In healthcare, it’s increasingly important to ensure that the proper information is in the right hands at the right time. This is why healthcare data management is so vital to the exchange of information between organizations, IT systems, and caregivers.
Data management technology is one of the pillars of healthcare IT, but that doesn’t mean it’s set in stone or unlikely to change. In fact, a variety of elements are influencing this aspect of tech and healthcare CIOs cannot afford to ignore these factors if they wish to compete in the years to come.
Decentralized data will be a major feature of the next generation of healthcare data management technologies. This decentralization of data will occur by way of APIs incorporated into every aspect of the health system.
Instead of data warehouses, there will be an influx of web service calls between applications. This is already happening with FHIR apps being built on pharmacy and EHR systems. The end result will be an improved user experience, better data access for third-party applications, and additional uses for the data. This not only makes the data more useful, but it improves users’ access to it, and it cuts down on the cost of maintaining server farms to store copies of the data.
Additionally, healthcare professionals will be drawn to more intuitive systems and health systems can further cut down on costs if less infrastructure and fewer employees are necessary.
Private cloud functionality, another feature that’s expected to make a mark on the next generation of data management tech, has already seen some adoption in the industry. This adoption is expected to steadily increase as it becomes simpler and less expensive to put new applications and services in the cloud.
All of this will require communication between the cloud and on-premise data, so standard interfaces will become the backbone of this system.
Blockchain Takes the Stage
Blockchain is another technology that is expected to influence the future of the healthcare industry. Executives are beginning to warm up to the power of cryptography, though few have started experimenting with it.
Blockchain is so captivating because it’s a secure and transparent platform that can be used to capture, exchange, and track data. The technology’s complexity, as well as security risks and regulatory constraints, has slowed its implementation. However, the healthcare industry’s interest in Blockchain will ultimately result in its widespread use.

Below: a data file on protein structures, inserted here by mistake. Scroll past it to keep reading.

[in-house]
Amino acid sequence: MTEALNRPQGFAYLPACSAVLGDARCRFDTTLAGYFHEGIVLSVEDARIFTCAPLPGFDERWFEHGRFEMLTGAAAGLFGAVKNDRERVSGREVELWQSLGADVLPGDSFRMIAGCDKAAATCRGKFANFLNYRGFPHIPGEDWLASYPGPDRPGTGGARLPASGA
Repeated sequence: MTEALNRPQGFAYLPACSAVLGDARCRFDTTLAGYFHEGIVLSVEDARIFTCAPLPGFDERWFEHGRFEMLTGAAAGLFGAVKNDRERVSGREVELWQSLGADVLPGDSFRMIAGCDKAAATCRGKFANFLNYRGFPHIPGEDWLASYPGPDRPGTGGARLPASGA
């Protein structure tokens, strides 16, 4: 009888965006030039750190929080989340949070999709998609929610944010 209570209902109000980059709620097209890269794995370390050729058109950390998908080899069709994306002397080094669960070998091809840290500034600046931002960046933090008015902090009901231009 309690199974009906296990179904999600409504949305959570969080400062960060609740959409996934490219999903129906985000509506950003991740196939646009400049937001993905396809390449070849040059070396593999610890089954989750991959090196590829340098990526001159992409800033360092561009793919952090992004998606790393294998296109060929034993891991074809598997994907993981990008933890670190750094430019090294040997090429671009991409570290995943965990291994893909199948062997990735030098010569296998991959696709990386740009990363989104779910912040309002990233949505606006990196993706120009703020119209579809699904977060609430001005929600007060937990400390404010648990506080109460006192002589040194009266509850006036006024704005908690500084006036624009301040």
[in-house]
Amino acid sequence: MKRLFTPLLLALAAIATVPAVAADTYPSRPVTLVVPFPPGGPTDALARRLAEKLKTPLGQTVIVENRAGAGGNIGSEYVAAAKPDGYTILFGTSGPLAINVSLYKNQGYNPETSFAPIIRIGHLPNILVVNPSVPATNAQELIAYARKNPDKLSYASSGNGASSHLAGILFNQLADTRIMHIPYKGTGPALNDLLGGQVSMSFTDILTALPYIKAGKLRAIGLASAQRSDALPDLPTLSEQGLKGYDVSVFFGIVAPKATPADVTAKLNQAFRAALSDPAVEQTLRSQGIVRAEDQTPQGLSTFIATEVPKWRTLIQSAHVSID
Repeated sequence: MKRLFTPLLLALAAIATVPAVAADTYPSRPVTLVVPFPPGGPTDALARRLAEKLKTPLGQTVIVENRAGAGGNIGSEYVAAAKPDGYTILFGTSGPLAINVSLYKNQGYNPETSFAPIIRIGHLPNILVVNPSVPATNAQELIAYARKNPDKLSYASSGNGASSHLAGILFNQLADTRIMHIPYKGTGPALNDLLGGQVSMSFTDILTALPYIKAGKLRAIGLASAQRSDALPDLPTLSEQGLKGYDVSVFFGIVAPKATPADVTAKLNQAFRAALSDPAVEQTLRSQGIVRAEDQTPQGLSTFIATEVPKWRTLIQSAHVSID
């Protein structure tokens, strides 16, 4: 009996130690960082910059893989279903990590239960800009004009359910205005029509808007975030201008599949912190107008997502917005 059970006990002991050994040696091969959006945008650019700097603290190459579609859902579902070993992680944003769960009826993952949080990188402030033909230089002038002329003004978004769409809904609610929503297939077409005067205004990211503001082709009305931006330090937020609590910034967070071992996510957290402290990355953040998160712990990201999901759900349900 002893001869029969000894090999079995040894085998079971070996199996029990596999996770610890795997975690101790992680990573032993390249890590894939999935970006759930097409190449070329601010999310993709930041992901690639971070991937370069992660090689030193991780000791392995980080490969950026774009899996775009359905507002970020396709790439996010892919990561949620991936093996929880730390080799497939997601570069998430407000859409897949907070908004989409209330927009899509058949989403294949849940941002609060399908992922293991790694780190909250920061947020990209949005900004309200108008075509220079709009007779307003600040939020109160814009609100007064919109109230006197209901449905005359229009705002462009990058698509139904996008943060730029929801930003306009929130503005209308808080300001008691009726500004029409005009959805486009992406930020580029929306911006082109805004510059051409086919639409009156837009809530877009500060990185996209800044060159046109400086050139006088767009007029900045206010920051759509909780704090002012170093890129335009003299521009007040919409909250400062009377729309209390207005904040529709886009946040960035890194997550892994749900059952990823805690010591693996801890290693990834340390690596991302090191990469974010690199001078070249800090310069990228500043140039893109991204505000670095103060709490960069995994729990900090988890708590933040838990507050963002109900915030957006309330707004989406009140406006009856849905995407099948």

Instead of waiting for this to happen, healthcare CIOs should prepare by engaging in pilot activities that improve their understanding of Blockchain technology, it’s requirements, and the value it can add to an organization.
Application Independent Clinical Archive (AICA)
Application independent clinical archive (AICA) is another new technology that should play an important role in healthcare data management in the coming years. There’s a growing need for a more holistic patient record with a rich archive of data that clinicians can access at the point of care to more effectively perform their jobs. AICA aims to be this improved patient record, the successor to vendor neutral archives (VNAs).
Where traditional VNAs simply managed radiology images, an AICA serves as a repository for all the data you won’t find in an EHR. Traditionally, this data is siloed away in applications that don’t communicate or integrate with the EHR.
It’s become increasingly common for patient data to remain trapped in legacy applications, like an old EHR system. Data inherited from an acquisition or consolidation of hospital systems can also become trapped.
Artificial intelligence and its related technologies are poised to infiltrate the entire healthcare spectrum due to their use in managing data. Some of these other technologies include natural language processing (NLP), machine learning, population health management, and general analytics. While each technology is distinct, they do overlap, and vendors are beginning to offer some or all these solutions.
Despite the buzz surrounding AI and the high expectations the industry has for these technologies, it’s wise to be cautious. After all, AI is still in its infancy.
Some friction exists between clinicians and these newer technologies. Vendors must work with clinicians to educate them on the ways these technologies will improve care delivery rather than replace the existing model. If implemented properly, AI could change healthcare as we know it.
Genomics is sure to influence how healthcare data is managed. Information systems must start accounting for precision medicine as it becomes more common for clinical treatment. Genomics and other molecular data require a large increase in computing and storage capabilities.
Today’s EHRs don’t offer that functionality, so the stage is set for innovation in the field of data management technologies.